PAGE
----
Then there are the areas of the building where I dread going. In these spots the teachers will inevitably stop me. They won’t stop me to talk about a new idea for a lesson, to share about the progress a student is making, or to ask me about my family. Either the copier ran out of toner, they had to cover a class where the substitute did not show up, or an entire class bombed a quiz.
The wind has been completely taken out of my sails.
I am not saying that these are not concerns, but instead of rolling with it and being solution minded, they let obstacles ruin their day, and worse, ruin everyone else’s day.
I can’t imagine that the same teacher leaves the hallway and starts class with the positivity and enthusiasm necessary to engage students. I know for a fact that there are students in that class dealing with a lot more than a lack of toner. How are those students supposed to act when what is being modeled to them is unhappiness, malaise, gloom, and despair?
Student behavior is a reflection of teacher behavior. You ever see a science teacher who is completely in love with his curriculum? They get so animated by the content that they make it impossible for their students not to be excited about the next lab.
Not only does negatively impact the students, but other teachers as well. It could go one of two ways. Teachers around the Sadness teacher will choose to retreat to their room. This creates a school culture of isolation. The other thing that could happen is that fellow educators get “infected” by the teacher. They start to think maybe I should complain more about my circumstances. That is why in a school that utilizes a team model, you may see teams take on a common characteristic (good or bad).
The only way to fix it is to be aware of it. Education is challenging. There are things that will come up or you will be asked to do that are difficult, will cost you time, and weigh heavy on your emotions. But, how you choose to handle those situations will make the difference. Deciding to sulk, complain, and mope will only compound the issue. Meeting the challenge head on will not only make you feel better, it will inspire and motivate the students and teachers around you.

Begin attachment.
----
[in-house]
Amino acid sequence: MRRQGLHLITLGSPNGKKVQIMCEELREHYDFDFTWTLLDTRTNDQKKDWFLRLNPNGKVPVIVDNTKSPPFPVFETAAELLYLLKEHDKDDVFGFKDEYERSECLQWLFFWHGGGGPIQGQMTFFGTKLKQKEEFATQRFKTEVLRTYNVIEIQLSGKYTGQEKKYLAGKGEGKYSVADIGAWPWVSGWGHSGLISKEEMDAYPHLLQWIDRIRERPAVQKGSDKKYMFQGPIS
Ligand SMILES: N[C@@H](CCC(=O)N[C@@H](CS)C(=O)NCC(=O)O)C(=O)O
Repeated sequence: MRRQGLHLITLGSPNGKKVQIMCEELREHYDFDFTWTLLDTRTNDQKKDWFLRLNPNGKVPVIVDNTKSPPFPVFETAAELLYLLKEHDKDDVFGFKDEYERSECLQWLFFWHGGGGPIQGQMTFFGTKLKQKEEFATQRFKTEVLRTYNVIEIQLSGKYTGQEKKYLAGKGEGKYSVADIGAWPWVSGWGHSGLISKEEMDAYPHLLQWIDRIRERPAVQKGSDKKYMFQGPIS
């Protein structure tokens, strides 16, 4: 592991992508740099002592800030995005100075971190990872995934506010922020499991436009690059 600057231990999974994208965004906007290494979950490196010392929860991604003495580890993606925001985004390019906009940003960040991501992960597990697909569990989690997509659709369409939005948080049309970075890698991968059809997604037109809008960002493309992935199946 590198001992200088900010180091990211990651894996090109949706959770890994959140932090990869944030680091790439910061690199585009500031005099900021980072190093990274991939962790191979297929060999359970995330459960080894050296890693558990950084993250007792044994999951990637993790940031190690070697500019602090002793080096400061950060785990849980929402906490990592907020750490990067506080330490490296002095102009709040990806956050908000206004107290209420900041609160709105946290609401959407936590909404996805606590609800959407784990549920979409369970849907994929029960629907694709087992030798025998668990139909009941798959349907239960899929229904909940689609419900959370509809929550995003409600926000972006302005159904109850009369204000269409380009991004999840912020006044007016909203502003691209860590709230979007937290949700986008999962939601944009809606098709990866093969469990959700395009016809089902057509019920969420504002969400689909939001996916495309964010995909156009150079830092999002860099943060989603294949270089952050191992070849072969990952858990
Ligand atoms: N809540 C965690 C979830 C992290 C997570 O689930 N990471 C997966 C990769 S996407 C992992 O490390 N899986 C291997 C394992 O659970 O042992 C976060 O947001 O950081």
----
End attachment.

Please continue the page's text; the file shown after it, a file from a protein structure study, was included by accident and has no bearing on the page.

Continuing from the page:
Be careful because the path of Sadness can sometimes lead you down the path of becoming the Eeyore Teacher.
Education is responsible for raising the next generation of productive citizens. This is no tiny task. And certainly not one to take lightly. But perhaps the business of education has become too formal. Maybe we, as educators, need to examine the dynamics of the teacher student relationship.
*This video contains graphic language*
This scene is the culmination of the feud between Philip Seymour Hoffman (Mitch) and Robin Williams (Patch). The two medical students operate (nailed that pun) on opposite ends of the spectrum. Mitch sees the relationship between doctor and patient as very sterile. The doctor dictates the “treatment” to the patient. Patch believes that developing relationships with his patients is essential to providing great care. Laughter can indeed be the best medicine.
“…That you think that you have to be a prick to get things done and that you actually think that that’s a new idea.” This is Patch’s comment to Mitch as Patch leaves the room. Then the camera pauses on Mitch for a second as he grapples with this statement.
Let us explore three Mitchian comments that you hear in education and how Patch might respond to them.
Teachers need to be seen as the person in charge. They have to be firm, set expectations early, and demonstrate that they are in control. Teachers are afraid that if they are nice (smile) they increase the chances of students not respecting them as authority figures.
Patch would argue that the exact opposite is true. Students are more likely to respect rules and authority from those whom they believe care about them.
There is still a prevailing notion that students have to fear teachers in order to respect them. Historically, educators believed that by simply holding the title of “teacher” commanded student compliance. Well it may be true that students and young people in general should be respectful of teachers and adults, that is not always true. The best way to earn respect is by showing respect.
When teachers fail to smile or show kindness they miss opportunities to earn students’ respect. Simply put, students respond best to rules and directions when shared respect exists. In fact, I have spoken with several students who told me that they will deliberately go out of their way to break rules and disobey directions, because their teacher treated them like they were less than.
Any relationship that is outside of the stereotypical teacher student one is inappropriate and ineffective. Students come to school to learn. Teachers work at schools to teach.